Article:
Is More Coming From Gilmore?

Indiana might just have the perfect remedy at wide receiver to Ohio State's always attacking, always aggressive play in the secondary - and it's not who you think.

Indiana might just have the perfect remedy at wide receiver to Ohio State's always attacking, always aggressive play in the secondary - and it's not who you think.

While James Hardy has rightfully grabbed the national spotlight with his play during the season's first two months, junior Jahkeen Gilmore might play a huge role in Saturday's contest with the Buckeyes, which kicks off at 11 a.m. at IU's Memorial Stadium.

"Particularly with an aggressive defense like an Ohio State or Wisconsin, his ability to be physical, to get off press coverage, to be able to run with the ball after the catch will be big," said IU wide receivers coach Billy Lynch. "He's such a strong, physical kid – he's a big bonus for the offense."

The 6-1, 215-pound Gilmore was expected to be a big part of the offense all season, but he was an absentee for nearly a month. A hamstring injury in the first half of the Kentucky game sidelined him for the remainder of that contest and against Wisconsin and Illinois.

Gilmore returned to action last weekend in Iowa City, making two tough catches in the first half, and his return comes at a good time with the Buckeyes coming to town for a match-up between a pair of 4-2 teams.

While Ohio State won't be up at the line trying to jam IU's wide receivers on every snap, they'll do it often. Lynch says one thing the OSU secondary will do every play is try to take the fight to the Hoosier wideouts.

"They are an aggressive, attacking defense all the time," said Lynch. "They'll come up and press you, they'll play soft...they'll play every coverage invented to date.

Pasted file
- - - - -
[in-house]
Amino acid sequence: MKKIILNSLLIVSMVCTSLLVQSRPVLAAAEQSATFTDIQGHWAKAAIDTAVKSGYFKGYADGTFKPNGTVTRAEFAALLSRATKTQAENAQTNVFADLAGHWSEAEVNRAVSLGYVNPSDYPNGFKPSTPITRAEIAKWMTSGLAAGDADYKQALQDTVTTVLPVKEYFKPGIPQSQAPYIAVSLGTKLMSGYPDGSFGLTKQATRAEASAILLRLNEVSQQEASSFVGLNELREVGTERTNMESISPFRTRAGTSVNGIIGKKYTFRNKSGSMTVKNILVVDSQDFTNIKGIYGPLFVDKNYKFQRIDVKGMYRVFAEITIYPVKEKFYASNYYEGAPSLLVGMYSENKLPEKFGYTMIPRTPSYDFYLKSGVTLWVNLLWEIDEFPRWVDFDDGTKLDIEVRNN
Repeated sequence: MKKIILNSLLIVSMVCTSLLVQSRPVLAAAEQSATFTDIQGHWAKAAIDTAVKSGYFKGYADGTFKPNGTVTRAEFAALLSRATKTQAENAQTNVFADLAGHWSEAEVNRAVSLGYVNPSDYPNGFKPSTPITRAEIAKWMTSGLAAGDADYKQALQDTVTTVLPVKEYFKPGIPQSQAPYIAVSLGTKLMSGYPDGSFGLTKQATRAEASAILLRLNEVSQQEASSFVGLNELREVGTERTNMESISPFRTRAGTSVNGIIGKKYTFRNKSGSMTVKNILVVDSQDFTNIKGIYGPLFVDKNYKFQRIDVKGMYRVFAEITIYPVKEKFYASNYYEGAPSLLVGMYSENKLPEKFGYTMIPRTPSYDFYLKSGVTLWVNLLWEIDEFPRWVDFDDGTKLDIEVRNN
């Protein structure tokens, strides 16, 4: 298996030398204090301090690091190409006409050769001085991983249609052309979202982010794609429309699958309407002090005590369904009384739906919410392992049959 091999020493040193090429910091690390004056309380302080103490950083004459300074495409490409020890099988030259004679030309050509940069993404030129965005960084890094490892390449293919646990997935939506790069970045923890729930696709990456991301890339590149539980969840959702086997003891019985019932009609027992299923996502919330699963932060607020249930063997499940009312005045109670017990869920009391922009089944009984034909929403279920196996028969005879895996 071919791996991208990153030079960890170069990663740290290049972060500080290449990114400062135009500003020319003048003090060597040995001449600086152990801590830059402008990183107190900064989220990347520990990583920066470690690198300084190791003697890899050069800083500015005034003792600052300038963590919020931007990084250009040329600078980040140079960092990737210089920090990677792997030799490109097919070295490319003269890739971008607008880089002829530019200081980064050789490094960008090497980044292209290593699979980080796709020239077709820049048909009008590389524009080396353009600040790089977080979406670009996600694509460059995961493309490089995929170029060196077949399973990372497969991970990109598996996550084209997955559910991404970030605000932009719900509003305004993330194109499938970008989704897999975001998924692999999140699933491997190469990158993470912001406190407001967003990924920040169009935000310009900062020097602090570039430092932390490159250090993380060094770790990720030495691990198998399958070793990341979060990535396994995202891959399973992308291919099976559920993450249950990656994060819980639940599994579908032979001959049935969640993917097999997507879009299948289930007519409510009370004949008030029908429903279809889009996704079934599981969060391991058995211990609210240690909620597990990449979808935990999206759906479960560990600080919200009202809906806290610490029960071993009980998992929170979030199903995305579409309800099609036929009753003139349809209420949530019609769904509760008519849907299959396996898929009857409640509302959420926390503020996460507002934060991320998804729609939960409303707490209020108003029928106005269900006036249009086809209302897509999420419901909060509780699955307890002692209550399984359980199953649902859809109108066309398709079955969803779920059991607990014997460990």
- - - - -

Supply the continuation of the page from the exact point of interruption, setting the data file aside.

"A kid like (Jahkeen) who likes to mix it up, he's going to be good against any coverage, particularly when we get him split wide where we can create some one-on-ones. We're expecting him to have a big game against Ohio State."

Gilmore, meanwhile, is just excited to be back on the football field after his recent absence. While he was close to being able to go against both Wisconsin and Illinois, the training staff decided caution was the best course of action.

"Hamstrings, they're off and on," said Gilmore. "Some hamstrings take two or three or four months. Sometimes you can come back in two or three weeks. Mine was minor, so I'm just glad to be back."

Gilmore knows that the Ohio State secondary, led by Thorpe Award candidates Ashton Youboty and Nate Salley, will be a big challenge to him as well as the rest of the IU receivers.

"They are an aggressive team, and they bring a lot of intensity on the defensive side," said Gilmore. "I've seen film and they play real fast and intense. Hopefully we'll get out there and be intense and play at their level."

If the season's first six weeks are any indication, the Hoosiers' crop of wideouts is more than capable of playing at Ohio State's – or anyone else's – level.

In addition to Hardy (47 catches, 744 yards, 8 TDs), the Hoosiers have three other wideouts with at least ten catches – Gilmore (11 catches, 177 yards, 2 TDs), James Bailey (21 catches, 231 yards, 3 TDs) and Marcus Thigpen (15 catches, 204 yards, 2 TDs). Gilmore is the only non-freshman among the group, but it doesn't come as any surprise to the veteran receiver that his teammates have been so productive.

"The young guys are real confident this year because of the offense and how it opens up for everyone," said Gilmore. "Coming into the season, I didn't feel like we'd be a beat behind at receiver. These guys came in as men – they didn't come as freshmen. They learned the offense fast and they are making plays."

The same goes for Gilmore, who might have his chance to make some of the game's biggest plays on Saturday. Top Stories